It looks like Clint Eastwood may have been right. Many of you will remember the two-minute Chrysler commercial that ran during halftime of the last Super Bowl. In it, the actor/director/producer confidently proclaimed that the current bout of sluggishness in the economy was just the halftime for America. He then stated unequivocally that very soon the second half would start, and that the U.S. manufacturing sector, the U.S. economy, and the country as a whole would come roaring back, stronger than ever. Because that’s what we do.
Well, it is still quite early in the second half, but the automotive sector has gone ahead and made Clint’s day. For the year to date, sales of new cars and light trucks are up 10% over the corresponding period of 2011. Perhaps reflecting the recent sharp rise in the price of gasoline, unit sales of new cars are up 15% for the year, while the number of light trucks sold (which includes SUVs and minivans) is up only 6%.
Our forecast for 2012 calls for the overall rate of growth to stay at the 10% level, whereby the total number of cars and light trucks sold this year will exceed 14.5 million units. That is not quite back to pre-recession levels, but it is still solid progress.
The aforementioned sales figures include imported vehicles. If we look just at the data for U.S.-built vehicles, the news is even better. So far in 2012, the total number of motor vehicles assembled in this country is up a whopping 22% compared with a year ago. The number of car assemblies has jumped by 44% from 2011, while the number of light trucks assembled has expanded by 10%. The rate of growth in this area will decelerate as the year progresses, but our forecast still calls for a gain in the range of 20% for 2012. This would put the annual total for domestic assemblies well above 10 million units.
This forecast is based on a continuation of the current macro-economic trends in the U.S. These include a gradual rise in overall employment and a corresponding elevation of consumer confidence; persistent strength in corporate profits, which will drive gains in fleet sales and business travel; and most importantly, a steady easing of credit for consumers and small businesses.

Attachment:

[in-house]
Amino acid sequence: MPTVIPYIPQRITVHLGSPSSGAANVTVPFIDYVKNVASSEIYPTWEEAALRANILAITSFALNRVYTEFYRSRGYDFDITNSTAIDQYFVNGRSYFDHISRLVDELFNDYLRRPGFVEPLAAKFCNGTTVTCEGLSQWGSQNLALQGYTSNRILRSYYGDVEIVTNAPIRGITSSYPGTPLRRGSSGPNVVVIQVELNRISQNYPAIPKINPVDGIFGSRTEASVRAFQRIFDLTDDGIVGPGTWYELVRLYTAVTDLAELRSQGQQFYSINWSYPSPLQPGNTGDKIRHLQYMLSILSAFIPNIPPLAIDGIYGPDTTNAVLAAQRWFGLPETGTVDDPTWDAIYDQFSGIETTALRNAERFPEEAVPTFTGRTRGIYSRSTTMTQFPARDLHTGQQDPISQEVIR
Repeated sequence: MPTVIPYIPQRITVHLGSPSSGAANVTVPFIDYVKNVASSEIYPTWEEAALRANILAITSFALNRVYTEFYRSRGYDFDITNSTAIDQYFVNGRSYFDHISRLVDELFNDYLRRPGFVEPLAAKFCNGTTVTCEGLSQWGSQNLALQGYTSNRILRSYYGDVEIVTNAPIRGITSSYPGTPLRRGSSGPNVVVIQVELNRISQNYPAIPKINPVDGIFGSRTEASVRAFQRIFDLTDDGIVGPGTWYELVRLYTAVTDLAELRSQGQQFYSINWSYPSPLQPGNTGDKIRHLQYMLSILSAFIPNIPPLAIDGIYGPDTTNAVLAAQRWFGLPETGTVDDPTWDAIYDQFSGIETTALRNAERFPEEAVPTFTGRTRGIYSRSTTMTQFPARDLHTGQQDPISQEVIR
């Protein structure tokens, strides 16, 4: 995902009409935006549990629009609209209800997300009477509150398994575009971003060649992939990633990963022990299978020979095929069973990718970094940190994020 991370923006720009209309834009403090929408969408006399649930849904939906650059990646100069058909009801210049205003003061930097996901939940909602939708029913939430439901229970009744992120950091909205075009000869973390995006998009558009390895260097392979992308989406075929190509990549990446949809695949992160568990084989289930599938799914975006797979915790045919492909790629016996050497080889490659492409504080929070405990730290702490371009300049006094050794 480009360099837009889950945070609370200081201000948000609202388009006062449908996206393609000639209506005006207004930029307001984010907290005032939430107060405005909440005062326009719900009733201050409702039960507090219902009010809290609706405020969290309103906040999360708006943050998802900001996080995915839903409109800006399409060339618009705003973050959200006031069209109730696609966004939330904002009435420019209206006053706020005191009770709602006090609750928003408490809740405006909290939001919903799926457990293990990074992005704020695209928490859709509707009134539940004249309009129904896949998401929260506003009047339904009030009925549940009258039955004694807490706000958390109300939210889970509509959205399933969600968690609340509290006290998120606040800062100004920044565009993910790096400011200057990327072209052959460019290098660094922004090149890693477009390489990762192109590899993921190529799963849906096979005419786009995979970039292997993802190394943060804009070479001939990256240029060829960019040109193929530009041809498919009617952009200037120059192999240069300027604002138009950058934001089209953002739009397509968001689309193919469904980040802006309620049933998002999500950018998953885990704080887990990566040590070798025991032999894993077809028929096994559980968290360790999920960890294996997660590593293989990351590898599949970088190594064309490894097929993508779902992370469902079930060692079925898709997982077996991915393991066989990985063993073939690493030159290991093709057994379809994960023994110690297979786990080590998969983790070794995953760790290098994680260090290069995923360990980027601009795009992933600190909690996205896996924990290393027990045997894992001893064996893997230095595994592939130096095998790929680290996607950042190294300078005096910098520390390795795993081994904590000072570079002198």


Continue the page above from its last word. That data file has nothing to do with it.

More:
The average age of an automobile in the U.S. is nearly 11 years. This suggests that there is still a great deal of pent-up demand for new cars. So as business and economic conditions continue to improve, this demand will be released. One other factor that is increasingly affecting the market is the price of gasoline. If the price of fuel goes too high (higher than about $4.50/gal) it will act as a strong deterrent for sales of all types of vehicles (and a drag on the economy as a whole). But at the current price levels for gasoline (just shy of $4/gal), the market response is to demand greater numbers of more fuel-efficient vehicles.
As for which car company has performed the best so far, the answer may surprise you. In terms of both the strongest increase in unit sales for the year to date and also first-quarter profits, Chrysler is tops. Ford and General Motors are off to a strong start in the profits category, but their unit growth this year is not nearly as robust as Chrysler’s. Based on these results, I strongly suggest that they retire the trophy for the Best Super Bowl Ad once and for all. For its apparent ability to move the market as well as its pure entertainment value, no commercial will ever top Clint’s two minutes of squinting, scowling, and gravel-throated motivating.
WHAT THIS MEANS TO YOU
•Keep tabs on trends in all-electric cars, natural-gas conversion, and fuel-cell technology. They will all enjoy increasing attention in coming years, and that’s where opportunity will lie.
•Increased attention to these changes will correspond with the continuing trend towards lighter-weight vehicles, which is also good news for plastics processors.
•Due to the negative effects of the tsunami in Japan and the Evonik factory fire in Germany, the supply chain will increasingly be re-shored closer to market in the coming years.
Editor PickNew Vehicle Sales at All-Time High
Yet production is growing at a slower pace, a trend that is likely to continue.